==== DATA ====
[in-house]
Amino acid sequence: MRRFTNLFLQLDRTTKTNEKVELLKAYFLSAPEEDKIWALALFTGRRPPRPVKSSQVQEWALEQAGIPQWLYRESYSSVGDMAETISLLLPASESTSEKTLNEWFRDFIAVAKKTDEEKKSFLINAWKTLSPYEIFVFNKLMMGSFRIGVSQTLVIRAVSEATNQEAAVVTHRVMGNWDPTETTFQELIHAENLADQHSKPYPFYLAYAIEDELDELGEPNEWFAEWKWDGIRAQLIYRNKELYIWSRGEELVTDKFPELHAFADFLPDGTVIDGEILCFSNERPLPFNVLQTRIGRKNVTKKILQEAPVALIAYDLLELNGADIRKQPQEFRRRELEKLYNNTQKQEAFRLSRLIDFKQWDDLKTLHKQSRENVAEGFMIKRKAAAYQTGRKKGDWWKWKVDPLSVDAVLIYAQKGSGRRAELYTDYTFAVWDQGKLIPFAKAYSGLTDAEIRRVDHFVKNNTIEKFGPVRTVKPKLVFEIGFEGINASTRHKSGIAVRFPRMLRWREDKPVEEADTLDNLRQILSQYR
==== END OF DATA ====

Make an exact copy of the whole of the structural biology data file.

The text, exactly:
[in-house]
Amino acid sequence: MRRFTNLFLQLDRTTKTNEKVELLKAYFLSAPEEDKIWALALFTGRRPPRPVKSSQVQEWALEQAGIPQWLYRESYSSVGDMAETISLLLPASESTSEKTLNEWFRDFIAVAKKTDEEKKSFLINAWKTLSPYEIFVFNKLMMGSFRIGVSQTLVIRAVSEATNQEAAVVTHRVMGNWDPTETTFQELIHAENLADQHSKPYPFYLAYAIEDELDELGEPNEWFAEWKWDGIRAQLIYRNKELYIWSRGEELVTDKFPELHAFADFLPDGTVIDGEILCFSNERPLPFNVLQTRIGRKNVTKKILQEAPVALIAYDLLELNGADIRKQPQEFRRRELEKLYNNTQKQEAFRLSRLIDFKQWDDLKTLHKQSRENVAEGFMIKRKAAAYQTGRKKGDWWKWKVDPLSVDAVLIYAQKGSGRRAELYTDYTFAVWDQGKLIPFAKAYSGLTDAEIRRVDHFVKNNTIEKFGPVRTVKPKLVFEIGFEGINASTRHKSGIAVRFPRMLRWREDKPVEEADTLDNLRQILSQYR